Lawmakers in South Carolina want to regulate events on the state capitol grounds to try to avoid the chaos of last July, when opposing hate groups held overlapping rallies and overwhelmed a massive police presence.
Meanwhile, two pro-Confederate flag groups have received the OK to gather on the State House’s front lawn on the July 10 anniversary of the battle flag’s removal from the grounds.
A bill requiring groups to get an event permit failed in April in the General Assembly amid First Amendment concerns. Since then, a legislative panel has been pursuing crowd control through regulations. Drafted rules have been submitted to the Statehouse Committee.
Its chairman, Sen. Harvey Peeler, says it’s possible to protect and defend both the First Amendment and the public. He contends it defied common sense for the state to schedule overlapping KKK and New Black Panthers rallies last year.
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The proposed rules include requiring a permit for gatherings of more than 19 people, requiring an application to be submitted at least 10 days ahead of the planned event, and barring permits for simultaneous events in the same area.
“I happen to feel you can protect and defend the First Amendment and the public at the same time. But it’s impossible to regulate common sense,” Peeler said Tuesday. “The person who schedules a KKK rally and Black Panthers rally on the Statehouse grounds at the same time has no common sense.”
State officials are waiting for his committee to weigh in on the drafted rules before sending them through the regulation process.
Meanwhile, two pro-Confederate-flag groups have received the OK to gather on the State House’s front lawn on the anniversary of the battle flag’s removal. So far, no other group has sought to reserve space July 10, said Department of Administration spokeswoman Kelly Coakley.
The South Carolina Secessionist Party plans to raise the battle flag, using a portable base, on the same spot where it flew on a 30-foot pole beside the Confederate Soldiers Monument. Accompanying the flag will be a Confederate Memorial Honor Guard, clad in Civil War uniforms.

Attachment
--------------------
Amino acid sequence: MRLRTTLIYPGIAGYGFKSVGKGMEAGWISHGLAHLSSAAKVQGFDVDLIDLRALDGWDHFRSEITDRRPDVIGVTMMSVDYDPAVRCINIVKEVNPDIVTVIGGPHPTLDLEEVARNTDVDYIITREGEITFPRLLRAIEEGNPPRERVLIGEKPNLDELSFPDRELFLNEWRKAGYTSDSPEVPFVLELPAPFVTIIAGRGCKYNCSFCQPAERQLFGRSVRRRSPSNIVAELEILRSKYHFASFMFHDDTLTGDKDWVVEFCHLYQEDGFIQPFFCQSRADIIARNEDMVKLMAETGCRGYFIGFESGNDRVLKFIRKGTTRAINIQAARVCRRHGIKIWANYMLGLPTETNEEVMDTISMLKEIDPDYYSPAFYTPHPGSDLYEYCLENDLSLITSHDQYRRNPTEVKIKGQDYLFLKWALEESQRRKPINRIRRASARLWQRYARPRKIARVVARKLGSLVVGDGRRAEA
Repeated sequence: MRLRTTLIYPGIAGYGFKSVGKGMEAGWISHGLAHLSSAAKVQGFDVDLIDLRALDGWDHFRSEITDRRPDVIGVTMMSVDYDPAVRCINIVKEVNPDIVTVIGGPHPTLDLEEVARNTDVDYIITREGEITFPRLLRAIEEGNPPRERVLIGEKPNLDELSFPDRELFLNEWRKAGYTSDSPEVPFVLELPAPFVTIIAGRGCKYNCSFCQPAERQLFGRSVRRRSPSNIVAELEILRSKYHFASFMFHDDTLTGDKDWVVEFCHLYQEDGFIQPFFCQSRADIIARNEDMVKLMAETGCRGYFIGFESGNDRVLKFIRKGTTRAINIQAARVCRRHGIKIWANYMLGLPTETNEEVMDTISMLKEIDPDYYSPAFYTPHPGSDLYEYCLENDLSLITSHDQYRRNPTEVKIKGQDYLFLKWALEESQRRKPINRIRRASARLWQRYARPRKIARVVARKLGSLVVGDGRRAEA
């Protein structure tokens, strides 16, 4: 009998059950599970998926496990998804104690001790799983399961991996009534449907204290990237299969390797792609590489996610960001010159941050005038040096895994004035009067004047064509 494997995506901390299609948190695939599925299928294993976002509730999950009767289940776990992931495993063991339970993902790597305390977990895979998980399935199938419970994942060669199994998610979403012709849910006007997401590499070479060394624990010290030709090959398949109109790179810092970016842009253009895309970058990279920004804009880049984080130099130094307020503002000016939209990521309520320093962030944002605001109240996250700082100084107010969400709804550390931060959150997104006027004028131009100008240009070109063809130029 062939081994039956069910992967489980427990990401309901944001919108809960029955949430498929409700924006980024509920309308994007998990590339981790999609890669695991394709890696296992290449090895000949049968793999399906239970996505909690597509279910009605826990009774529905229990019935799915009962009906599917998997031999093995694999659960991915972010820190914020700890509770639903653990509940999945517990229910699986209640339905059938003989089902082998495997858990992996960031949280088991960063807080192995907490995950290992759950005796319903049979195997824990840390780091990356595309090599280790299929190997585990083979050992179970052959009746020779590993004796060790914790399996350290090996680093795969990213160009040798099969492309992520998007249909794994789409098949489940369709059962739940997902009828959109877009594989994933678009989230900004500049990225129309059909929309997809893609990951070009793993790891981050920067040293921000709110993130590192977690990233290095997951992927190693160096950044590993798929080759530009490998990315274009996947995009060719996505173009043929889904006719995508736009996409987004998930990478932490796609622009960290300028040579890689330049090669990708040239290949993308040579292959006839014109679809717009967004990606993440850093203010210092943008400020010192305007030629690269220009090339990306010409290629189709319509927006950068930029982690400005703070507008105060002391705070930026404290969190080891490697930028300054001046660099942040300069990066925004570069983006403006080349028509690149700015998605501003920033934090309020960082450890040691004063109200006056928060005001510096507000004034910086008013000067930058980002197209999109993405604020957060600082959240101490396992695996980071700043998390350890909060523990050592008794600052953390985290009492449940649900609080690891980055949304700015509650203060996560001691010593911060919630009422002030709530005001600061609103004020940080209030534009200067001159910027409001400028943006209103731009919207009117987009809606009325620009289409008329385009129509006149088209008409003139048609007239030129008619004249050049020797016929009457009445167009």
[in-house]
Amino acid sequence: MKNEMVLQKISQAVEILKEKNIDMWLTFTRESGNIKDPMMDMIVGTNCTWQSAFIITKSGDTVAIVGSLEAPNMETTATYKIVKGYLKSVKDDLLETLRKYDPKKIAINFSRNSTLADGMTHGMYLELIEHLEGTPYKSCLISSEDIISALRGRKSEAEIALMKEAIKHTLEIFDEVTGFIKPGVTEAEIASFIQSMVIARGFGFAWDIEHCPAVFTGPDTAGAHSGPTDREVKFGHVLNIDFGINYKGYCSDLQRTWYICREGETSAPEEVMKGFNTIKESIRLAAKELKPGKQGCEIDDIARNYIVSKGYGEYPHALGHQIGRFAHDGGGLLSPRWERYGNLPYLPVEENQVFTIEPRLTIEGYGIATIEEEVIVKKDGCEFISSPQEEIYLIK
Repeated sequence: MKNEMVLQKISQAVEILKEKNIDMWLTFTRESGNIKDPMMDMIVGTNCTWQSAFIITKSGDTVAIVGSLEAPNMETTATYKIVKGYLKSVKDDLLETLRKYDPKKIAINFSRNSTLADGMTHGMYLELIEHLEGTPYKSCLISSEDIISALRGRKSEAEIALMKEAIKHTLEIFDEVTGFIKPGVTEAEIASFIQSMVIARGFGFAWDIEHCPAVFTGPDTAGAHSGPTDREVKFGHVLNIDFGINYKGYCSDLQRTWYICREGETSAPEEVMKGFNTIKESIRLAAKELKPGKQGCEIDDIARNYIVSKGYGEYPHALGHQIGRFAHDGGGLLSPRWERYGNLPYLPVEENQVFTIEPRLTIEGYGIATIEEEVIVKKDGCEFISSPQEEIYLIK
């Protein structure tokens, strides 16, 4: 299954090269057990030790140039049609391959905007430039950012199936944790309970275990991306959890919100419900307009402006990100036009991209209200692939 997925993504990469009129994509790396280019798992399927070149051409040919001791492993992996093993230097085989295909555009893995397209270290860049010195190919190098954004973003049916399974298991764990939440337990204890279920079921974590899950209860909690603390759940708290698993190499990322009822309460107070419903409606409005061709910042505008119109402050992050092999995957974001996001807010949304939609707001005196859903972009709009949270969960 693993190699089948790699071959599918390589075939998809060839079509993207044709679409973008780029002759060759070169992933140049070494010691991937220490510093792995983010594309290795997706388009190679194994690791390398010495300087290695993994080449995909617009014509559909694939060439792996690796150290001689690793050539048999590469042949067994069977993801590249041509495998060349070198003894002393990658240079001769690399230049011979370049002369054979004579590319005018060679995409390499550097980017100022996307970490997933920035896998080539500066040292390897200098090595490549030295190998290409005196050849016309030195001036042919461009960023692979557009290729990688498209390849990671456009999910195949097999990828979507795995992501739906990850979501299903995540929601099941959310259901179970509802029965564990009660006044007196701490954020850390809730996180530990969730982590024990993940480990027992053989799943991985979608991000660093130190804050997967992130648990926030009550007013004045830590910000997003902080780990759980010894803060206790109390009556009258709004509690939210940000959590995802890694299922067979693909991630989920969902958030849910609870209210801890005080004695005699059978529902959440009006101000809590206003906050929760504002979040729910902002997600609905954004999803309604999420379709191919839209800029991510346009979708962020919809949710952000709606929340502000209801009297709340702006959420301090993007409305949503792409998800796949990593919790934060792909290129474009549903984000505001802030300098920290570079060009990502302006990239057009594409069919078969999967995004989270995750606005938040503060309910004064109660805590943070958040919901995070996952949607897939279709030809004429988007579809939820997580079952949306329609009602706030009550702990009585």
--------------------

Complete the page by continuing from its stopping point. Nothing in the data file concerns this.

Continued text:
“They took it down. We’re putting it back up,” Secessionist Party founder James Bessenger said Tuesday. “It’s in defiance of the Legislature and governor for what they did last year.”
The flag and portable base will be removed at the event’s planned 5 p.m. conclusion, though Bessenger plans to make the flag-raising an annual event.
At Gov. Nikki Haley’s urging, legislators approved removing the flag and pole after nine African-American parishioners were massacred during a Bible study at a church in Charleston. Photos of the white man charged with their murders showed him holding a rebel flag.
Haley “opened Pandora’s Box across the country,” Bessenger said. “It’s been a bad year for flag supporters.”
He expects several hundred people July 10. It will be the second State House event for the Secessionist Party, which Bessenger says has nothing to do with hate. In December, about 50 people commemorated South Carolina’s 1860 secession from the Union.
State officials tried to cancel that event, citing the dueling rallies debacle, but reinstated the reservation at Haley’s request, as she publicly noted their constitutional rights to free speech and assembly.
In July, a week after the Statehouse flag was furled and sent to a museum, a North Carolina-based outfit of the Ku Klux Klan and a Florida-based affiliate of the New Black Panther Party rallied on opposite sides of the Statehouse, attracting an estimated 2,000 people.
Fights broke out as shouting and obscenities escalated between the white supremacists and their counter-demonstrators behind a police barricade. Five people were arrested during the rally. More were arrested afterward, as fighting spilled to the streets beyond the Statehouse. Peeler later scolded the state officials responsible for failing to ask the opposing hate groups to rally on separate days or at least several hours apart.
Meanwhile, the Department of Administration continues to follow its own reservation policy, revised in July to include sending event requests to state law enforcement agencies for input.
But officials acknowledge they can’t stop people from congregating on public property.
“Even if we were to deny a request, we can’t deny someone from coming to the Statehouse grounds,” Public Safety Director Leroy Smith said at a Statehouse Committee meeting in May.